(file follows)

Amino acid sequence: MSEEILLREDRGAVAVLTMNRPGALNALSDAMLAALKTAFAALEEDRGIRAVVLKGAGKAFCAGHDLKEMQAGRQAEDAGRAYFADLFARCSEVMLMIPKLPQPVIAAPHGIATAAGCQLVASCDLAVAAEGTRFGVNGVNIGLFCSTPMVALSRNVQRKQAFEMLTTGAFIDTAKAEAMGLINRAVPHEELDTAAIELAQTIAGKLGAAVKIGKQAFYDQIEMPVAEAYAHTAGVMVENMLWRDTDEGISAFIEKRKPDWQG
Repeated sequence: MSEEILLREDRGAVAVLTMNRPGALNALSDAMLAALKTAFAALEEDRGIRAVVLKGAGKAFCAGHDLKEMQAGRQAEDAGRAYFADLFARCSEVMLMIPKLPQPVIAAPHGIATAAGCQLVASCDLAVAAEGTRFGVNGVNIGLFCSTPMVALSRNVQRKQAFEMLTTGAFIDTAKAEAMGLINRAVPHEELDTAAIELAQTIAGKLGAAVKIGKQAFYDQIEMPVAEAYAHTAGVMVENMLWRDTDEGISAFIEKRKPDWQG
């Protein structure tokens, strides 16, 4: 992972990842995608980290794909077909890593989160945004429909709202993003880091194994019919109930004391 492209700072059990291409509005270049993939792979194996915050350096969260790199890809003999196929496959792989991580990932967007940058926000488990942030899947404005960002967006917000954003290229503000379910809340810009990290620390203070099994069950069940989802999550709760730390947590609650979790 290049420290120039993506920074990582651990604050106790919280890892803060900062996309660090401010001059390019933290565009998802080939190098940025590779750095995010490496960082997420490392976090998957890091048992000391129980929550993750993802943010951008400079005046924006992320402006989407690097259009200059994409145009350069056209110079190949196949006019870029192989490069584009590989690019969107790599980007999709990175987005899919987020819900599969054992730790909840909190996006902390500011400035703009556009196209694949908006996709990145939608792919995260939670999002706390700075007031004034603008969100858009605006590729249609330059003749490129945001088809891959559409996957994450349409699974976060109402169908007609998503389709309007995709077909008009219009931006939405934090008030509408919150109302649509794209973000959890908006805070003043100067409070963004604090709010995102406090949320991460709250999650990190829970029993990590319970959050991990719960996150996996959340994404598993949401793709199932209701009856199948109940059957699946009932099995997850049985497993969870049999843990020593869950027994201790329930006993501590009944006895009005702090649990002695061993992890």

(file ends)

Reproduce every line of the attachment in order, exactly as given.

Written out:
Amino acid sequence: MSEEILLREDRGAVAVLTMNRPGALNALSDAMLAALKTAFAALEEDRGIRAVVLKGAGKAFCAGHDLKEMQAGRQAEDAGRAYFADLFARCSEVMLMIPKLPQPVIAAPHGIATAAGCQLVASCDLAVAAEGTRFGVNGVNIGLFCSTPMVALSRNVQRKQAFEMLTTGAFIDTAKAEAMGLINRAVPHEELDTAAIELAQTIAGKLGAAVKIGKQAFYDQIEMPVAEAYAHTAGVMVENMLWRDTDEGISAFIEKRKPDWQG
Repeated sequence: MSEEILLREDRGAVAVLTMNRPGALNALSDAMLAALKTAFAALEEDRGIRAVVLKGAGKAFCAGHDLKEMQAGRQAEDAGRAYFADLFARCSEVMLMIPKLPQPVIAAPHGIATAAGCQLVASCDLAVAAEGTRFGVNGVNIGLFCSTPMVALSRNVQRKQAFEMLTTGAFIDTAKAEAMGLINRAVPHEELDTAAIELAQTIAGKLGAAVKIGKQAFYDQIEMPVAEAYAHTAGVMVENMLWRDTDEGISAFIEKRKPDWQG
């Protein structure tokens, strides 16, 4: 992972990842995608980290794909077909890593989160945004429909709202993003880091194994019919109930004391 492209700072059990291409509005270049993939792979194996915050350096969260790199890809003999196929496959792989991580990932967007940058926000488990942030899947404005960002967006917000954003290229503000379910809340810009990290620390203070099994069950069940989802999550709760730390947590609650979790 290049420290120039993506920074990582651990604050106790919280890892803060900062996309660090401010001059390019933290565009998802080939190098940025590779750095995010490496960082997420490392976090998957890091048992000391129980929550993750993802943010951008400079005046924006992320402006989407690097259009200059994409145009350069056209110079190949196949006019870029192989490069584009590989690019969107790599980007999709990175987005899919987020819900599969054992730790909840909190996006902390500011400035703009556009196209694949908006996709990145939608792919995260939670999002706390700075007031004034603008969100858009605006590729249609330059003749490129945001088809891959559409996957994450349409699974976060109402169908007609998503389709309007995709077909008009219009931006939405934090008030509408919150109302649509794209973000959890908006805070003043100067409070963004604090709010995102406090949320991460709250999650990190829970029993990590319970959050991990719960996150996996959340994404598993949401793709199932209701009856199948109940059957699946009932099995997850049985497993969870049999843990020593869950027994201790329930006993501590009944006895009005702090649990002695061993992890």